MUNDELEIN, Ill. (AP) — Patients say they will drive long distances to buy their first legal weed. Neighbors worry about loitering and crime. Police plan extra patrols in towns where dispensaries will sell, for the first time, medical marijuana in Illinois.
Public sentiments range from cautious to elated as Illinois prepares to join more than a dozen states that allow medical marijuana sales. There is still no official start date in Illinois, but Joseph Wright, director of the state's pilot program, said Thursday that sales should begin "within the next two weeks."
Required ID cards are being mailed to 3,200 approved patients this week, and lab testing of marijuana has begun. Five retail shops statewide are fully licensed under a four-year pilot program that began in 2014.
Each marks another step closer to patients getting a chance to legally buy marijuana after several delays, including lawsuits, and a new Republican governor who has been lukewarm to the idea.
Striving for professionalism, Illinois retailers have designed their shops like medical clinics in hopes of garnering support. Some shops have waiting rooms with touch-screen tablets or employees to discuss different marijuana strains one-on-one with patients.
"It's not a head shop. There are no Bob Marley posters," said Andy Schnack, manager at Herbal Remedies Dispensary in Quincy.
In central Illinois, patient cardholder Shamay Flaharty is saving money for when her caregiver will drive her to purchase her first legal marijuana. The 43-year-old expects to pay around $380 an ounce.
She hopes the drug, which she's never tried, will ease her leg pain and headaches from multiple sclerosis, one of nearly 40 qualifying health conditions in the Illinois law. Others include AIDS, hepatitis C, Parkinson's disease and rheumatoid arthritis.
"I told my doctor I would seriously like to try this," she said. "I don't want a cocktail of pills. ... I just think it will be a better way, a healthier way to replace some of medications I would take."
But some law enforcement and neighbors are hesitant. In the Chicago suburb of Mundelein, Police Chief Eric Guenther hopes his force of 54 sworn officers won't be overburdened when a dispensary opens in a local industrial park.
"This is all new to me and, really, to law enforcement in Illinois," Guenther said. "I would have liked someone else to be the guinea pig."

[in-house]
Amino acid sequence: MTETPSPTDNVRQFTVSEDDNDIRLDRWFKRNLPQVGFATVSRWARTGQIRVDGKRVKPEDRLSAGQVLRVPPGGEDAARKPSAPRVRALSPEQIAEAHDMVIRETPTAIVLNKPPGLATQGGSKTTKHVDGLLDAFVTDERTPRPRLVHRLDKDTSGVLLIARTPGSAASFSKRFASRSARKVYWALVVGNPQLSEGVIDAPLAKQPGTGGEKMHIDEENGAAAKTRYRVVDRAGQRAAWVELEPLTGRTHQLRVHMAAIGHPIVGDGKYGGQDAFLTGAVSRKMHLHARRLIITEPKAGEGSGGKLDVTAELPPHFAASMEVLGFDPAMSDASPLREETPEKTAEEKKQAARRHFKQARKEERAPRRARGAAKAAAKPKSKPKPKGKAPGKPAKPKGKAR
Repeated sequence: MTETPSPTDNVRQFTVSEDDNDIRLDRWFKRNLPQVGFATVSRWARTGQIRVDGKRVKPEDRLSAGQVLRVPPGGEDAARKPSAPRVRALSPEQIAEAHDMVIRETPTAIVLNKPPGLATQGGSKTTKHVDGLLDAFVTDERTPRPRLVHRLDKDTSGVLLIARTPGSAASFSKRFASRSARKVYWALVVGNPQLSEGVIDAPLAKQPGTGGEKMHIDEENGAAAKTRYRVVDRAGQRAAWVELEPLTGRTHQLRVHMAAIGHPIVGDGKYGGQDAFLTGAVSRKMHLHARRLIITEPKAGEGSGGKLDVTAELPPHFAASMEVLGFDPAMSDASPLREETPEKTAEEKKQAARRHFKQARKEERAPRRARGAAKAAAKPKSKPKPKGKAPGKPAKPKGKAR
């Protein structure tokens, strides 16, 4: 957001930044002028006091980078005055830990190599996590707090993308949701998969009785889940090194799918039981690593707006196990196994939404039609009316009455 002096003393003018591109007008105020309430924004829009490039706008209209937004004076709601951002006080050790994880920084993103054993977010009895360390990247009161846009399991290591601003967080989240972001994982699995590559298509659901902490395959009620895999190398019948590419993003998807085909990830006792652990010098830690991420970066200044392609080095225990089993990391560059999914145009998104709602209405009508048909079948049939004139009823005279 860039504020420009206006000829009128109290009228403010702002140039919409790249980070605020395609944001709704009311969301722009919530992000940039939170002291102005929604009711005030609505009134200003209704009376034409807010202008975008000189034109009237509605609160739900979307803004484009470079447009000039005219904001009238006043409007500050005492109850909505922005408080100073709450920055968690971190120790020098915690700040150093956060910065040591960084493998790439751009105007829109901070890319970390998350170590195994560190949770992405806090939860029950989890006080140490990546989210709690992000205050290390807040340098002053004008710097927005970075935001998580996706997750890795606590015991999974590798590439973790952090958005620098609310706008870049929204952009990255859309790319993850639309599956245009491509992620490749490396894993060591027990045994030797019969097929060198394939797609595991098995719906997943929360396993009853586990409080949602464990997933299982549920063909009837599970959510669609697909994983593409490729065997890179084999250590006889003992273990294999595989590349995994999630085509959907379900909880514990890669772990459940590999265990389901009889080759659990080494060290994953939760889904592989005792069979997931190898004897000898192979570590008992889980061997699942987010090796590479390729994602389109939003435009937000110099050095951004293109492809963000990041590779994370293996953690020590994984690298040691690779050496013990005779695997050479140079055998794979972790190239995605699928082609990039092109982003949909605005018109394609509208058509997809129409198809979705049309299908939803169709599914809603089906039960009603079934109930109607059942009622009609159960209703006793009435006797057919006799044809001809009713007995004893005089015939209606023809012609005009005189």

Another shop wants to locate across the street from a roller-skating rink on Chicago's South Side. Its vocal foes carry signs reading: "We Don't Want It."
"Our neighborhood's already struggling," said Dedra Delaney, who objects to the proposed location of the shop but not to medical marijuana in general. "We all agree it's just not good for the community."
A church a half-block from the Quincy dispensary is more welcoming. Chuck Sackett, minister of Madison Park Christian Church, said his congregation doesn't pass judgment.
"Our doors are open to anyone who finds life more difficult than they can handle," Sackett said.
The other licensed shops are in Marion, Addison and Canton. Patients initially have to register with a specific dispensary, but will be able to change it later.
Retailers warn of possible shortages in the first days because of pent-up demand. They reassure customers, who phone daily, that new products will continue to arrive.
But longer term, they worry there won't be enough cardholding patients to keep them in business. Experts thought the Illinois program would attract tens of thousands of people, but only 3,200 patients signed up. State law allows for 60 retail shops, and more retailers say they plan to open next year.
One businessman wants more information about the 21,000 Illinois residents who started patient applications but didn't submit the paperwork.
"Is it that they haven't found a doctor? Or they haven't paid the $100 (application fee)?" said Ben Kovler, CEO of Green Thumb Industries, which will runs the Mundelein shop.
He said such information would help the industry reach more patients.
Expansion would help patients like 54-year-old Mike Murphy, who plans to travel from his home in suburban Chicago to the Canton shop.
"My plan is to take Amtrak to Springfield, then rent a car," Murphy said.
He said he's desperate to treat headaches linked to concussions from high school football and get off prescription painkillers. "It just takes over your life," he said.
AP Medical Writer Carla K. Johnson can be reached at https://twitter.com/CarlaKJohnson